Are there moments of despair for Jo and John?

Very likely.

Will we see them?

Probably not.

What we also see is the public’s reaction to people given a cancer diagnosis. Well-meaning attempts at encouragement and humor in the case of Jo. Demands and expectations of performance by Senator McCain.

I admit to being slightly put off by the dog-toy joke, as it seemed to make too light of what I know to be a terrifying situation. But Jo didn’t seem bothered; she was even engaged in the joking. But that was her public face. As she walked away, I wondered how quickly the smile evaporated from her countenance.

I found myself angry at the responses to Mr. McCain’s announcement, which were of two varieties. The media focused on the theme of the soldier returning to battle and therefore deserving of the spotlight, which burdened McCain with having to play the hero. Many people posting on social media, however, were quick to disparage him for his stance on political issues, which seemed a version of kicking the man while he was down.

In both cases, the cancer diagnosis erased the individual and the focus became how each one was behaving in light of it. What society expects from cancer patients is the caricature – the upbeat smiling woman, makeup in place, chattering brightly about how well she’s doing. The upright and serious man, carrying on heroic business in the face of adversity.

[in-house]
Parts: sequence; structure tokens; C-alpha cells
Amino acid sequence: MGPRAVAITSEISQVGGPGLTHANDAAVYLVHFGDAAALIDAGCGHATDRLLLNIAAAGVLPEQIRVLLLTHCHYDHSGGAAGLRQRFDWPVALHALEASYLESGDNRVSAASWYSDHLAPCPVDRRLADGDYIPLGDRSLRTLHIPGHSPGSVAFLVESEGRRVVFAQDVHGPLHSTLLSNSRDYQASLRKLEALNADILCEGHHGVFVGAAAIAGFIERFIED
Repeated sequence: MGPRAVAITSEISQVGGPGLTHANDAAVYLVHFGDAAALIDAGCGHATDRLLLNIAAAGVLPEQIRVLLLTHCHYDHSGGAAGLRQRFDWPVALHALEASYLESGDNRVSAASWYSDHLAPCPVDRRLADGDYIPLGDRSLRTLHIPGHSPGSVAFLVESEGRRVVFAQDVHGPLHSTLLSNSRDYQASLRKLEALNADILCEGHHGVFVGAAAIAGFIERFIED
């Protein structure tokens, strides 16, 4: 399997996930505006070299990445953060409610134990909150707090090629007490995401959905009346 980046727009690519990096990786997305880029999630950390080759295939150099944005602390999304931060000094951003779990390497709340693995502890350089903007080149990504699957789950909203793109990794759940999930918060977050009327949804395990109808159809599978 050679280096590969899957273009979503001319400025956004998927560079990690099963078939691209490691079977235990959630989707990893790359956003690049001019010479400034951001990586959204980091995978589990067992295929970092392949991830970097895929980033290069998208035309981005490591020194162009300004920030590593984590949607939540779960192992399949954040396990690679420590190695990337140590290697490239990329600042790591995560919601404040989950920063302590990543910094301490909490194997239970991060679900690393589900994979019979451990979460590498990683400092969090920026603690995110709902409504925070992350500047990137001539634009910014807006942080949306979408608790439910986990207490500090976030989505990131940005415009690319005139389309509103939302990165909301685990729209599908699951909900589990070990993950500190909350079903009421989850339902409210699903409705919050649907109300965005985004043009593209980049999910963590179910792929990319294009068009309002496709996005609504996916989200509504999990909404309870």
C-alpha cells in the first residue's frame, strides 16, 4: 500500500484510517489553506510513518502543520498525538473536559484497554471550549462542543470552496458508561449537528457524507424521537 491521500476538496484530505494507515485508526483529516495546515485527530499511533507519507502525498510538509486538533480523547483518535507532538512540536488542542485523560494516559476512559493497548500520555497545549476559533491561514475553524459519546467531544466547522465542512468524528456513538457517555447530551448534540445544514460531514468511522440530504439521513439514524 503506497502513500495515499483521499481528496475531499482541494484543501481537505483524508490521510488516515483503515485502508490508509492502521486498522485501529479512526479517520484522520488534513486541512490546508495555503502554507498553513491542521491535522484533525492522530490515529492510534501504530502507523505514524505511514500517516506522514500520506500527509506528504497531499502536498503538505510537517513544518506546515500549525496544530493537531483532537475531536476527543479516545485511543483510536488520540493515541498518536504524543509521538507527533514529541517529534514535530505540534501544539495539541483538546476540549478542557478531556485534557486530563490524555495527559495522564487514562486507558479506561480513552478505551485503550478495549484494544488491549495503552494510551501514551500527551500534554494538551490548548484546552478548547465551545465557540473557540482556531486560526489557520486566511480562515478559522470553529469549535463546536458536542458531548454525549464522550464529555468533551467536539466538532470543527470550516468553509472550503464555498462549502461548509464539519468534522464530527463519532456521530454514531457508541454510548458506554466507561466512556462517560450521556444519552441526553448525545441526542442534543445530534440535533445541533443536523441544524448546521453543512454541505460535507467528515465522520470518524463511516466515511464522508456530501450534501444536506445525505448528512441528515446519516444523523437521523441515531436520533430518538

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Chain Reaction

chainlinkIf you’re unfortunate enough to have to go through chemotherapy, the oncologists and nurses who support you through the ordeal are pretty good about telling you what to expect. The infusion nurses, especially, know the realities of chemotherapy and are wonderful supports.

Hair loss, nausea, fatigue.  The list of side effects can be pretty lengthy.

They may even tell you how each chemical dripped into your veins can affect different parts of your body. Doxorubicin is hard on the heart and taxol, if it doesn’t cause an immediate and deadly allergic reaction, can lead to neuropathy, which appears as tingling, numbness, or even pain in fingers and toes. Fortunately (pain-free fingers crossed), I seem to have dodged those particular problems.

In general, the reports tracking the side effects of chemotherapy stop at about the same time the clock stops on tracking survival after cancer – 5 years. I haven’t yet investigated why 5 years is the magic interval, but if patients make it to that point without a recurrence of cancer, they are usually considered to be in long-term remission and the oncologists turn their attention to those just entering CancerLand. Follow-up visits to the oncologist might cease entirely, and your health care reverts to your internist or primary care physician.